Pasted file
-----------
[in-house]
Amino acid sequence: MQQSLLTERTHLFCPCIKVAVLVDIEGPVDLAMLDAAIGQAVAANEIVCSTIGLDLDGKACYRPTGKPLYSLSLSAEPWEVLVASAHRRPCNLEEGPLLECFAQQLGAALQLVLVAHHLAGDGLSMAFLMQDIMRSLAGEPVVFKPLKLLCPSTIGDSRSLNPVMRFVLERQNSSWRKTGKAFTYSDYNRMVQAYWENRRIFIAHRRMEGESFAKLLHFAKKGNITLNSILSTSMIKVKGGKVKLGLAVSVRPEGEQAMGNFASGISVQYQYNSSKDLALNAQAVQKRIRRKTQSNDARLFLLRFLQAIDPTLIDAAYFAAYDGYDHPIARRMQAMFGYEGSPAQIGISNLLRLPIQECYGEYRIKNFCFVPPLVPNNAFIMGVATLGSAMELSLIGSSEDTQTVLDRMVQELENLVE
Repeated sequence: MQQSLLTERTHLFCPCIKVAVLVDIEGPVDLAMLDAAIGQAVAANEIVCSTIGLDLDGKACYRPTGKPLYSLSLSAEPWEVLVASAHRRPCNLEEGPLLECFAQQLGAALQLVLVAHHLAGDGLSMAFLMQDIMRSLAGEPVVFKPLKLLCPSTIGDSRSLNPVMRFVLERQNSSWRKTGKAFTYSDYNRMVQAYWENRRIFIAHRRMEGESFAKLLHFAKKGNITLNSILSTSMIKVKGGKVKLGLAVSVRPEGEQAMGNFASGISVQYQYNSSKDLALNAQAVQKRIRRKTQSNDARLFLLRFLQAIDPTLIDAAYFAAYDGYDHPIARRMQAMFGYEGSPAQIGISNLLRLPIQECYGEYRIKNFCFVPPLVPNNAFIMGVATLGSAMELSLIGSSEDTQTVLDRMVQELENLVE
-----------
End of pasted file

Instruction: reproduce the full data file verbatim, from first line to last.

[in-house]
Amino acid sequence: MQQSLLTERTHLFCPCIKVAVLVDIEGPVDLAMLDAAIGQAVAANEIVCSTIGLDLDGKACYRPTGKPLYSLSLSAEPWEVLVASAHRRPCNLEEGPLLECFAQQLGAALQLVLVAHHLAGDGLSMAFLMQDIMRSLAGEPVVFKPLKLLCPSTIGDSRSLNPVMRFVLERQNSSWRKTGKAFTYSDYNRMVQAYWENRRIFIAHRRMEGESFAKLLHFAKKGNITLNSILSTSMIKVKGGKVKLGLAVSVRPEGEQAMGNFASGISVQYQYNSSKDLALNAQAVQKRIRRKTQSNDARLFLLRFLQAIDPTLIDAAYFAAYDGYDHPIARRMQAMFGYEGSPAQIGISNLLRLPIQECYGEYRIKNFCFVPPLVPNNAFIMGVATLGSAMELSLIGSSEDTQTVLDRMVQELENLVE
Repeated sequence: MQQSLLTERTHLFCPCIKVAVLVDIEGPVDLAMLDAAIGQAVAANEIVCSTIGLDLDGKACYRPTGKPLYSLSLSAEPWEVLVASAHRRPCNLEEGPLLECFAQQLGAALQLVLVAHHLAGDGLSMAFLMQDIMRSLAGEPVVFKPLKLLCPSTIGDSRSLNPVMRFVLERQNSSWRKTGKAFTYSDYNRMVQAYWENRRIFIAHRRMEGESFAKLLHFAKKGNITLNSILSTSMIKVKGGKVKLGLAVSVRPEGEQAMGNFASGISVQYQYNSSKDLALNAQAVQKRIRRKTQSNDARLFLLRFLQAIDPTLIDAAYFAAYDGYDHPIARRMQAMFGYEGSPAQIGISNLLRLPIQECYGEYRIKNFCFVPPLVPNNAFIMGVATLGSAMELSLIGSSEDTQTVLDRMVQELENLVE